Magnetic detector by Marconi used during the experimental campaign aboard a ship in summer 1902, exhibited at the Museo nazionale della scienza e della tecnologia Leonardo da Vinci of Milan. Detector magnetico Marconi 1902 - Museo scienza e tecnologia Milano.jpg
Magnetic detector by Marconi used during the experimental campaign aboard a ship in summer 1902, exhibited at the Museo nazionale della scienza e della tecnologia Leonardo da Vinci of Milan.

At the turn of the 20th century, Marconi began investigating a means to signal across the Atlantic in order to compete with the transatlantic telegraph cables. Marconi established a wireless transmitting station at Marconi House, Rosslare Strand, Co. Wexford in 1901 to act as a link between Poldhu in Cornwall, England and Clifden in Co. Galway, Ireland. He soon made the announcement that the message was received at Signal Hill in St John's, Newfoundland (now part of Canada) on 12 December 1901, using a 500-foot (150 m) kite-supported antenna for reception—signals transmitted by the company's new high-power station at Poldhu, Cornwall. The distance between the two points was about 2,200 miles (3,500 km). It was heralded as a great scientific advance, yet there also was—and continues to be—considerable scepticism about this claim. The exact wavelength used is not known, but it is fairly reliably determined to have been in the neighbourhood of 350 meters (frequency ≈850 kHz). The tests took place at a time of day during which the entire transatlantic path was in daylight. It is now known (although Marconi did not know then) that this was the worst possible choice. At this medium wavelength, long-distance transmission in the daytime is not possible because of heavy absorption of the skywave in the ionosphere. It was not a blind test; Marconi knew in advance to listen for a repetitive signal of three clicks, signifying the Morse code letter S. The clicks were reported to have been heard faintly and sporadically. There was no independent confirmation of the reported reception, and the transmissions were difficult to distinguish from atmospheric noise. A detailed technical review of Marconi's early transatlantic work appears in John S. Belrose's work of 1995. The Poldhu transmitter was a two-stage circuit. [41] [42]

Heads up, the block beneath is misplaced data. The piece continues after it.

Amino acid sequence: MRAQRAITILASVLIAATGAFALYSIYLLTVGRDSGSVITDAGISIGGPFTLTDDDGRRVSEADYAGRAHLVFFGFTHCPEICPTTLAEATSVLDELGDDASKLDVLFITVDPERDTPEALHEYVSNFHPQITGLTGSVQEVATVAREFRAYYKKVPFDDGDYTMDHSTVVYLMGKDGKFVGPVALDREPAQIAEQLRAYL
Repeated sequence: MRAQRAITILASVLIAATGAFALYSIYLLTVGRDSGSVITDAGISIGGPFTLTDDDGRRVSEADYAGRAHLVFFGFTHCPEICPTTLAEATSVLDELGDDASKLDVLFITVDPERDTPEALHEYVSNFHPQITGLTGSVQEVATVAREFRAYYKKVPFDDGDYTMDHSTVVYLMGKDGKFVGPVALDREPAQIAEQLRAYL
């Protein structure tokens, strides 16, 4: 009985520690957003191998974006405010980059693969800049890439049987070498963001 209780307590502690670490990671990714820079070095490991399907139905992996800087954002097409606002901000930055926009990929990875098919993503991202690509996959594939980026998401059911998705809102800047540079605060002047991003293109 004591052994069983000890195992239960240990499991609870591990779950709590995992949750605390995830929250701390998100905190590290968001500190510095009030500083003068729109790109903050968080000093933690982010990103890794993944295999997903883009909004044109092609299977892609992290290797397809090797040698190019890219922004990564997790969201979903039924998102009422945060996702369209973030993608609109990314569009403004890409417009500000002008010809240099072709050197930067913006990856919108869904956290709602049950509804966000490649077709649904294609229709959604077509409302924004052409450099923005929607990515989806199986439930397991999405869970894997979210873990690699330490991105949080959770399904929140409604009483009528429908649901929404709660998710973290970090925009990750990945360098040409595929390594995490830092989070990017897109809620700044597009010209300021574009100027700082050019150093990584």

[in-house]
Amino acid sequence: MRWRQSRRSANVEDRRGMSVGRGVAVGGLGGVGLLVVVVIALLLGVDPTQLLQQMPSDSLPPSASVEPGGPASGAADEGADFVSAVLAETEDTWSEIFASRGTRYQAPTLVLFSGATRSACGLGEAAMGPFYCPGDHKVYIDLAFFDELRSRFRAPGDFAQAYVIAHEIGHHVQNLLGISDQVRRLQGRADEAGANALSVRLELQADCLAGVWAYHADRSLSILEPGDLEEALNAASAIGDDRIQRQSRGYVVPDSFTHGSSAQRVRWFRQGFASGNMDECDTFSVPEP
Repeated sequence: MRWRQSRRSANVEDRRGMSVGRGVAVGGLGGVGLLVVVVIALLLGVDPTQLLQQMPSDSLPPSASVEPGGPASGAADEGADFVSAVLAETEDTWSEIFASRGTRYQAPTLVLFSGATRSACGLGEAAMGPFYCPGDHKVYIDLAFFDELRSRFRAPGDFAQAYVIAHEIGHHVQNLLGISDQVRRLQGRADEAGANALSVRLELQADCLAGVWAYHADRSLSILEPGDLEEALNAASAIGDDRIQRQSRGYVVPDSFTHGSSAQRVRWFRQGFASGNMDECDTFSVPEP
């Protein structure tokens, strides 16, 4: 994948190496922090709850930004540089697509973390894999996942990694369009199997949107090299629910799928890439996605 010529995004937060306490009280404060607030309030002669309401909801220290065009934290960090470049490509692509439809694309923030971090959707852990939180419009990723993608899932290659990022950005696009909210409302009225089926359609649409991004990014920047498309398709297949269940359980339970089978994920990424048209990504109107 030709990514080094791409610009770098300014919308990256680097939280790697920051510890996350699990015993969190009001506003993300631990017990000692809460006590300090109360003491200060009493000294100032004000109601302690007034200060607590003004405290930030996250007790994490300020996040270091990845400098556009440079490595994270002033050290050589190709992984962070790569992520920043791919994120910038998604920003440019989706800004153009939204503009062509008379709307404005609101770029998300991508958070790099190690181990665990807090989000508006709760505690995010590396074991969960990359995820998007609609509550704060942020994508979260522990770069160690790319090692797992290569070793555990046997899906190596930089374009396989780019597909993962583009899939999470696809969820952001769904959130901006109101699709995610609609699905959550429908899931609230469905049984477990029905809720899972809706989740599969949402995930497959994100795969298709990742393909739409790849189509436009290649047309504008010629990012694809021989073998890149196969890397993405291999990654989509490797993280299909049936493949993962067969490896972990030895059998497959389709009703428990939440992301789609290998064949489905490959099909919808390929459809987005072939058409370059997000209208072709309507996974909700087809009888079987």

Marconi demonstrating apparatus he used in his first long distance radio transmissions in the 1890s. The transmitter is at right, the receiver with paper tape recorder at left. Guglielmo Marconi 1901 wireless signal.jpg
Marconi demonstrating apparatus he used in his first long distance radio transmissions in the 1890s. The transmitter is at right, the receiver with paper tape recorder at left.
Marconi caricatured by Leslie Ward for Vanity Fair, 1905 Guglielmo, Marchese Marconi. Colour lithograph by Sir L. War Wellcome V0003849.jpg
Marconi caricatured by Leslie Ward for Vanity Fair , 1905

Feeling challenged by skeptics, Marconi prepared a better organised and documented test. In February 1902, the SS Philadelphia sailed west from Great Britain with Marconi aboard, carefully recording signals sent daily from the Poldhu station. The test results produced coherer-tape reception up to 1,550 miles (2,490 km), and audio reception up to 2,100 miles (3,400 km). The maximum distances were achieved at night, and these tests were the first to show that radio signals for medium wave and longwave transmissions travel much farther at night than in the day. During the daytime, signals had been received up to only about 700 miles (1,100 km), less than half of the distance claimed earlier at Newfoundland, where the transmissions had also taken place during the day. Because of this, Marconi had not fully confirmed the Newfoundland claims, although he did prove that radio signals could be sent for hundreds of kilometres, despite some scientists' belief that they were limited essentially to line-of-sight distances.